Chinese local government bonds worth 1.4 billion yuan ($208.5 million) were snapped up by retail investors within a single day, after counter sales in banks were made available for the first time. The fundraising will help supplement a broader fiscal deficit this year, analysts said.
On March 25, individuals in China were able to purchase bonds issued by the Zhejiang provincial government (five-year term, 3.32 percent coupon rate) and the Ningbo city government (three-year term, 3.04 percent coupon rate). Proceeds from the sales will be used for land purchases (300 million yuan) and shantytown renovations (1.1 billion yuan), according to a notice on the website of China Central Depository and Clearing, a clearinghouse under the central bank.
The minimum investment amount for retail investors is 100 yuan, lower than most wealth management products issued by commercial banks. Previously, individual investors could only purchase bonds issued by the central government, known as treasury bonds. And before March 25, local government bonds were traded mainly in the interbank market.
According to the Ministry of Finance, local governments in Sichuan, Shaanxi and Shandong provinces as well as Beijing will eventually be able to sell bonds at counters in commercial banks directly to retail investors, and the practice will be expanded nationwide after an additional period of time.
The ministry said individuals do not need to pay taxes on the bonds’ interest income, and this policy is likely to attract more investors.
Selling local government bonds to retail investors should facilitate liquidity in the secondary market, improve the market-oriented bond pricing mechanism and push issuers to enhance the quality of information disclosure, said Amanda Du, a Moody’s vice-president and senior analyst.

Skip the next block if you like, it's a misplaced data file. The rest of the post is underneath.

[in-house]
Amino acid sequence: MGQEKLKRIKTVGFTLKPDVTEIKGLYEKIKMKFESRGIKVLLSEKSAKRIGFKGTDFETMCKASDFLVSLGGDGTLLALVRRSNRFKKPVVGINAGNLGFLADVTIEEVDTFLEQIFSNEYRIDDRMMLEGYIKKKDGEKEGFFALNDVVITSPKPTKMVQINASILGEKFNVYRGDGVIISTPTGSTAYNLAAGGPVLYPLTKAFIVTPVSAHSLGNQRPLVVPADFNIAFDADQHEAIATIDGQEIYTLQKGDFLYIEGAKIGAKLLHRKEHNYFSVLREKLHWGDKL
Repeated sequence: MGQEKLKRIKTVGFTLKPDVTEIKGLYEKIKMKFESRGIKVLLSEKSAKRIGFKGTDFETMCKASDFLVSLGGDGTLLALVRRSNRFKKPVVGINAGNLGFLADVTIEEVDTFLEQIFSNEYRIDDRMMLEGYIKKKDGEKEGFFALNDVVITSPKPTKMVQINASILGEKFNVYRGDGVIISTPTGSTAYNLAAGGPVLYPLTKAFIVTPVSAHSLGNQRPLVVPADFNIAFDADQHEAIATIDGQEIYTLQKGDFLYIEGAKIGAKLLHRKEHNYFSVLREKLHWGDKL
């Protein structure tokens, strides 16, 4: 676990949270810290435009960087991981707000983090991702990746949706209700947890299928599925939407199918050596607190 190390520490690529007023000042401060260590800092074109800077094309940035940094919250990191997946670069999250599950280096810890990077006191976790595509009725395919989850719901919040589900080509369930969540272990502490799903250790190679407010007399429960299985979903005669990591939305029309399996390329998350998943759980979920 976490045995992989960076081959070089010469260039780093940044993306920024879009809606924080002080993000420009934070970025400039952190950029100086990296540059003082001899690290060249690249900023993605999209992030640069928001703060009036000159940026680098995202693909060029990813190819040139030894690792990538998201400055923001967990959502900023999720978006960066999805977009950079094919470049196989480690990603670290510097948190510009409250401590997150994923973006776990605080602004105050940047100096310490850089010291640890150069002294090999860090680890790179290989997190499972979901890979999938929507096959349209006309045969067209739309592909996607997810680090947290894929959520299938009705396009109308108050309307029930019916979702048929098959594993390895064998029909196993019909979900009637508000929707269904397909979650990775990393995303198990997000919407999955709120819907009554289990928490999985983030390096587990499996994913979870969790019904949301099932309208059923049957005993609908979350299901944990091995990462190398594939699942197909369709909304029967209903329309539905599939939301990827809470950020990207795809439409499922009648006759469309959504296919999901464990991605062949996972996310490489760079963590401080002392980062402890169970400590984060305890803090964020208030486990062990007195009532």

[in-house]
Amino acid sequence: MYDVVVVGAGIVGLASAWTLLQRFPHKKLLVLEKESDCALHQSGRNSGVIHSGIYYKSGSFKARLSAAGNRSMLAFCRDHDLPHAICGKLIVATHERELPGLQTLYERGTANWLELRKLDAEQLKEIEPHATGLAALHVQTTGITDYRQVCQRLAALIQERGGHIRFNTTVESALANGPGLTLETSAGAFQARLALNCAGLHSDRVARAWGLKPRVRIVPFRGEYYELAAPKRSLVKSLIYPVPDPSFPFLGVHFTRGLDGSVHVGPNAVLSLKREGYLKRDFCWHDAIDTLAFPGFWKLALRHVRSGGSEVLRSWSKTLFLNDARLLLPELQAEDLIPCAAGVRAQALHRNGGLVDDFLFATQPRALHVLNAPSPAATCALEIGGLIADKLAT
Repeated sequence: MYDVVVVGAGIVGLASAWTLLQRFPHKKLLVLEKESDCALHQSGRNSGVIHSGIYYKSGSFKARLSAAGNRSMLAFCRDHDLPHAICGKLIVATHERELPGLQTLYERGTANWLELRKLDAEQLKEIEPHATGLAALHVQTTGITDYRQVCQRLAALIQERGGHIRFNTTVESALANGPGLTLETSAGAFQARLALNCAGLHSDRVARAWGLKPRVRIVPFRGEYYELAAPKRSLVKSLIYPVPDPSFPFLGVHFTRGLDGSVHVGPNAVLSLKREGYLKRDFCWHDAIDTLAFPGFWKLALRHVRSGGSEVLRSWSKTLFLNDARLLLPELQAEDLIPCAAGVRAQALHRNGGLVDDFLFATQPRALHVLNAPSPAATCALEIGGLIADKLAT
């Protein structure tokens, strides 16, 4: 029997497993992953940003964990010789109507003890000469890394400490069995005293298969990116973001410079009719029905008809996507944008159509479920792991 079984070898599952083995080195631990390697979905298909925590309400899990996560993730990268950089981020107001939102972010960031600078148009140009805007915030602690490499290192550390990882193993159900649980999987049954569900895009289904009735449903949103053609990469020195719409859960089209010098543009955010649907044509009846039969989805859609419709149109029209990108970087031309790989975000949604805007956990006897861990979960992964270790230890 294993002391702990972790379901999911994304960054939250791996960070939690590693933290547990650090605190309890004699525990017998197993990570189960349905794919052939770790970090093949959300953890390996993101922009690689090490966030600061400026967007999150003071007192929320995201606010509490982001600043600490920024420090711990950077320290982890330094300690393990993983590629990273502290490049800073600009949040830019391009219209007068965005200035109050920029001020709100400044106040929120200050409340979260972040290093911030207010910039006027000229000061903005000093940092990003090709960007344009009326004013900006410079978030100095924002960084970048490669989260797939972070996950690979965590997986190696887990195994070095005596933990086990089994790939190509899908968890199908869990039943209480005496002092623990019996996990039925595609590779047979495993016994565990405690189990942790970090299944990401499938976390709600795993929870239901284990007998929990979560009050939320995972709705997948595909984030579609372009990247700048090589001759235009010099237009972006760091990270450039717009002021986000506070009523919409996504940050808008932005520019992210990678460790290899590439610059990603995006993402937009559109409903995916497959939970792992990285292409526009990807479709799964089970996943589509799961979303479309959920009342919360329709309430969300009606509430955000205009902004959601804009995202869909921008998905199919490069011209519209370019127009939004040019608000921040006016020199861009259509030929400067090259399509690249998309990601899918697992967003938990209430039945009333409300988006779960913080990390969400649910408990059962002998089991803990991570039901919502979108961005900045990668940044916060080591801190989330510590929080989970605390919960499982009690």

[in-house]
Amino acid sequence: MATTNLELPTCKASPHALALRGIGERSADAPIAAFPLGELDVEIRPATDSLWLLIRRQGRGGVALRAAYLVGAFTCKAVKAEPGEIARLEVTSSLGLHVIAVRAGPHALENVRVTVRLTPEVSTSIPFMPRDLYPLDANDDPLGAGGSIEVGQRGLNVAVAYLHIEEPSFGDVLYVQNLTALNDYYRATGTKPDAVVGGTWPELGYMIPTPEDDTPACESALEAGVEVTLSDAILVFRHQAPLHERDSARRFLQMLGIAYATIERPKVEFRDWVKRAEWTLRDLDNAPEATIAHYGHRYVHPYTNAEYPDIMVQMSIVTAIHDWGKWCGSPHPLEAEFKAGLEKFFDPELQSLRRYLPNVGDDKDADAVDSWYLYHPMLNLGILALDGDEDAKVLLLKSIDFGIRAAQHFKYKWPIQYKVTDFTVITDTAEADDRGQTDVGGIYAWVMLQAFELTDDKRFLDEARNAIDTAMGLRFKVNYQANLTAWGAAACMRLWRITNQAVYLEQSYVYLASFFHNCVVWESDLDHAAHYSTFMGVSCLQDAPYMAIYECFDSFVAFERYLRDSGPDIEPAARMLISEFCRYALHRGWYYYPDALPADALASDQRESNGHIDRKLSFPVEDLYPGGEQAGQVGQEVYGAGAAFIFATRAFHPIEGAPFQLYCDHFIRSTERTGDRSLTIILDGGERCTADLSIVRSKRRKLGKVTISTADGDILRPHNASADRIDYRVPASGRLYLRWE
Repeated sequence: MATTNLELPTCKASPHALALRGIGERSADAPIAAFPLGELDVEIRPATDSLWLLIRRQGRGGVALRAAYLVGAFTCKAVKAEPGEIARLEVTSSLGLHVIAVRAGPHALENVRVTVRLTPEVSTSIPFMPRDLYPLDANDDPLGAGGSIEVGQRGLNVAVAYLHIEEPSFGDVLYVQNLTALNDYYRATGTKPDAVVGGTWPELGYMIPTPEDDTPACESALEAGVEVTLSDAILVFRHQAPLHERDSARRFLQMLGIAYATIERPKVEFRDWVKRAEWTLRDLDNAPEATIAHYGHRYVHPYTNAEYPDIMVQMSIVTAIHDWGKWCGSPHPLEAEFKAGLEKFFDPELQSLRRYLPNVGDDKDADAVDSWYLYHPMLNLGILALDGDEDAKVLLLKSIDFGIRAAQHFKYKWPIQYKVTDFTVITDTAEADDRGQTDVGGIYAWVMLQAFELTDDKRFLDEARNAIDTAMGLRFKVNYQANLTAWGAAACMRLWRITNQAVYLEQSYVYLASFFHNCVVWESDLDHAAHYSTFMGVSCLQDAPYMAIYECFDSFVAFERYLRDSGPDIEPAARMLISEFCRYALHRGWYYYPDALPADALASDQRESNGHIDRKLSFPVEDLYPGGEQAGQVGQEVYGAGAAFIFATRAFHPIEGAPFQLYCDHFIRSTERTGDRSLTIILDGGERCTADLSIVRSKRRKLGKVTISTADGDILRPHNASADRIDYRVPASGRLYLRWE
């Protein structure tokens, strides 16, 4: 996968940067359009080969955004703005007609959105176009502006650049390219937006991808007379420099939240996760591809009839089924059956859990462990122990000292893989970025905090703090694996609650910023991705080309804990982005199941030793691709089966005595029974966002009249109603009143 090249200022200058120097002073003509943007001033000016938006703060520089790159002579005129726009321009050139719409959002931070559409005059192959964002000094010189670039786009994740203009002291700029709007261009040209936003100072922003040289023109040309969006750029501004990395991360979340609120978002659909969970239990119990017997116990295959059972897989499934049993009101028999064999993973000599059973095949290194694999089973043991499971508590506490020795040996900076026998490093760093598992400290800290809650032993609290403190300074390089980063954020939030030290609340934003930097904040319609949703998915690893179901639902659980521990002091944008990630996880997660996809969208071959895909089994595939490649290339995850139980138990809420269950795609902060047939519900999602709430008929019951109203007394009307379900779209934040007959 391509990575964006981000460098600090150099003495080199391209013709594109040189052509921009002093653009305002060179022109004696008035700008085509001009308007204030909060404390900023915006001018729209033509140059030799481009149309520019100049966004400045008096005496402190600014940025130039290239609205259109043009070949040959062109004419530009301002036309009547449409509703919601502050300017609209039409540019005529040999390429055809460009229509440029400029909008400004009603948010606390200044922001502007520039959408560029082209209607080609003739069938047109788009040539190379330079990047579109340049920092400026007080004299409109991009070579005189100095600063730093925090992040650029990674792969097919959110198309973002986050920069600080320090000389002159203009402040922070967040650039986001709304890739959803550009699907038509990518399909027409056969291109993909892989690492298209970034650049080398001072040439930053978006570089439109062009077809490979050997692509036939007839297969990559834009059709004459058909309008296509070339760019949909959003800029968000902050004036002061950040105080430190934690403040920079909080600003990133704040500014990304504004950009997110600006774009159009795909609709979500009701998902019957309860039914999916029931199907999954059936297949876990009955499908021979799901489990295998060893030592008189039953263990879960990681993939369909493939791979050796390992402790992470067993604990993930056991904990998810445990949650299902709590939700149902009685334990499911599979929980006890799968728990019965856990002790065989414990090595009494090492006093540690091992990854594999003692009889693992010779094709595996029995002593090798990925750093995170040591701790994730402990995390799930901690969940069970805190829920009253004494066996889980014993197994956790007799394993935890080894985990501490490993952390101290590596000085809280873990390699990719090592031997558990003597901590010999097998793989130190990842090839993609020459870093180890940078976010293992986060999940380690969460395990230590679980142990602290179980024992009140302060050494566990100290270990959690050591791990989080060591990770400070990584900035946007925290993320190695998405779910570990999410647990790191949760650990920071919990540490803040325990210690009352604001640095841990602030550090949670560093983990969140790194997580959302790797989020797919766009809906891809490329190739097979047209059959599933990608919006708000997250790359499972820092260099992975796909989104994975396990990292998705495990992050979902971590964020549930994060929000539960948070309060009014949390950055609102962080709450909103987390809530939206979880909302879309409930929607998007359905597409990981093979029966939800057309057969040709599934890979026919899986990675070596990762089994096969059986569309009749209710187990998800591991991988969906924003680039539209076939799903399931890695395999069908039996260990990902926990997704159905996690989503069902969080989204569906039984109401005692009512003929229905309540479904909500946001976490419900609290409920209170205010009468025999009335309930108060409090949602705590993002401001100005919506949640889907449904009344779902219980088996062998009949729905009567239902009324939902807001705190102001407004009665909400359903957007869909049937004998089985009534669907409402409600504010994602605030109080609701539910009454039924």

“Higher coupon rates compared with treasury bonds, and the tax exemption on the interest income, make local government bonds more attractive for retail investors,” she said. “The fast takeup by retail investors also indicates that the bonds have won high recognition among individual buyers, supported by the local governments’ high credit ratings.”
Currently, all special purpose local government bonds are domestically rated “AAA”, the safest level. The sale to individual investors is mainly of project-linked special-purpose bonds, a type of local government bond vigorously promoted by the government in recent years. The cash flows generated from the underlying projects will be used as the primary repayment sources.
In China, there are two types of local government bonds: general bonds and special purpose bonds. According to the country’s 2019 budget report, which was approved by the top legislature earlier this month, the budgeted deficit for local governments is 930 billion yuan, up 100 billion yuan compared with 2018, and this fund gap will be supplemented by general bonds.
In the meantime, 2.15 trillion yuan of special purpose bonds will be issued to support large infrastructure projects, such as shantytown renovation projects and railways, said the ministry.
Letting individual buyers invest in local government bonds is a way to narrow the government’s financing gap, said Hu Yijian, a tax professor at Shanghai University of Finance and Economics. The gap is expected to expand, as policymakers decided to cut about 2 trillion yuan in taxes and fees this year while at the same time increase spending on investment.
Finance Minister Liu Kun said at a forum on March 24 that the government plans to accelerate local government bond issuance this year. “We are trying to complete the issuance of the new bond quota of 3.08 trillion yuan by the end of September.”
“We will urge local governments to inject funds into projects quickly in order to stabilize investment and expand domestic demand,” said Liu.
In the first two months, issued local government bonds totaled at 782.1 billion yuan. Among this, 326.1 billion yuan was raised through special purpose bonds, a type just like United States municipal bonds, the ministry said.